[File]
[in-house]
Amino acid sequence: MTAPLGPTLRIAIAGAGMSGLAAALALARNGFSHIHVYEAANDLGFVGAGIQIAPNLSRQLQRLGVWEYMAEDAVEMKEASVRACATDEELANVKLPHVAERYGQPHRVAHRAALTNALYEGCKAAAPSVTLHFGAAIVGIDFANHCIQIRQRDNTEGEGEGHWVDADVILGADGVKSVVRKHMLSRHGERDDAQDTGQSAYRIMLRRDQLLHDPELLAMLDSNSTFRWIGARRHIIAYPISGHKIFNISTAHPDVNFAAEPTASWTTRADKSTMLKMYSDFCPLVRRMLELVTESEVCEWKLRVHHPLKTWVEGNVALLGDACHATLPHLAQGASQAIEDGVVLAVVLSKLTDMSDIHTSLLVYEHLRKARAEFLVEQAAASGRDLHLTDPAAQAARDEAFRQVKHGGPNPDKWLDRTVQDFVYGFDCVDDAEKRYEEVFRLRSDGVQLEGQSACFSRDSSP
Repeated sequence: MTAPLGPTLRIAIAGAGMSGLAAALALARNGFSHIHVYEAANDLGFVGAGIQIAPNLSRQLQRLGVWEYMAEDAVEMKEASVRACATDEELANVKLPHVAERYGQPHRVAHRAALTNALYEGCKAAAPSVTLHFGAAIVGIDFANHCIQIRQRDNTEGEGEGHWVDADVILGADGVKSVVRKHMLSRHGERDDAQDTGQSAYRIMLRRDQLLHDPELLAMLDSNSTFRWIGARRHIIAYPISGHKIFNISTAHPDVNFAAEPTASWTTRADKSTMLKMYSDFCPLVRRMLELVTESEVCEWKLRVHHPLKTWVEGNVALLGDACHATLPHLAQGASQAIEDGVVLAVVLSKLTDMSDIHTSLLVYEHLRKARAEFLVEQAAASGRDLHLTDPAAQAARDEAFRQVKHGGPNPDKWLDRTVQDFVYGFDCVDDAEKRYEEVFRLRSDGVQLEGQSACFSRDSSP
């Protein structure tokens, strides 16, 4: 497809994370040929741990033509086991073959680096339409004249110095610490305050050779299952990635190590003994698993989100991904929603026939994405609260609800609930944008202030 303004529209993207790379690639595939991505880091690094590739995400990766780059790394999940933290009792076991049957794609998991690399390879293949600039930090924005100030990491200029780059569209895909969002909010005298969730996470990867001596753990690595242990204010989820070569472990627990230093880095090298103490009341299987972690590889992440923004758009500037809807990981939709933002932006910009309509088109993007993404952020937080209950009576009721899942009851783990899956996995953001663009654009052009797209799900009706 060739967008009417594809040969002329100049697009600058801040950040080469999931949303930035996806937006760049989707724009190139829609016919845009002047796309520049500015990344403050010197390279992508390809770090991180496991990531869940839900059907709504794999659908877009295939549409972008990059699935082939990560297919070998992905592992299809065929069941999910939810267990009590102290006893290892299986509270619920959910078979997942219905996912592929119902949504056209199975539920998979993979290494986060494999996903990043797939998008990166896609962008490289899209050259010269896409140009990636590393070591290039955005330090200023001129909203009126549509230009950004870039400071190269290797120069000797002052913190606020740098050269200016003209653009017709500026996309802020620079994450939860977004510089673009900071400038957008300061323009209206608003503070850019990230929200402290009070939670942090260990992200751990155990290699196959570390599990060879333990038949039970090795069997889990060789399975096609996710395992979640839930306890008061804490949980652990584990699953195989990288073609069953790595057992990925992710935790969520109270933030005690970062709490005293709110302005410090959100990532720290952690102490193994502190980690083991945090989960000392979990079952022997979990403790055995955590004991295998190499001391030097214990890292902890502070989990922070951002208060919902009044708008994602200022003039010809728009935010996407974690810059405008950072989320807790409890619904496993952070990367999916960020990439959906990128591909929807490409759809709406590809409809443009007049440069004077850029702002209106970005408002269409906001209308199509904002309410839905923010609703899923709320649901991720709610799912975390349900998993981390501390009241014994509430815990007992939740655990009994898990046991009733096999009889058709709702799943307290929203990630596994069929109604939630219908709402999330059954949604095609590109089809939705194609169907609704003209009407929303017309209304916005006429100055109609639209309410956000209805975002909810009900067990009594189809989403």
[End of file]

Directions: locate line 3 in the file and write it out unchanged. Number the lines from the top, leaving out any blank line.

Repeated sequence: MTAPLGPTLRIAIAGAGMSGLAAALALARNGFSHIHVYEAANDLGFVGAGIQIAPNLSRQLQRLGVWEYMAEDAVEMKEASVRACATDEELANVKLPHVAERYGQPHRVAHRAALTNALYEGCKAAAPSVTLHFGAAIVGIDFANHCIQIRQRDNTEGEGEGHWVDADVILGADGVKSVVRKHMLSRHGERDDAQDTGQSAYRIMLRRDQLLHDPELLAMLDSNSTFRWIGARRHIIAYPISGHKIFNISTAHPDVNFAAEPTASWTTRADKSTMLKMYSDFCPLVRRMLELVTESEVCEWKLRVHHPLKTWVEGNVALLGDACHATLPHLAQGASQAIEDGVVLAVVLSKLTDMSDIHTSLLVYEHLRKARAEFLVEQAAASGRDLHLTDPAAQAARDEAFRQVKHGGPNPDKWLDRTVQDFVYGFDCVDDAEKRYEEVFRLRSDGVQLEGQSACFSRDSSP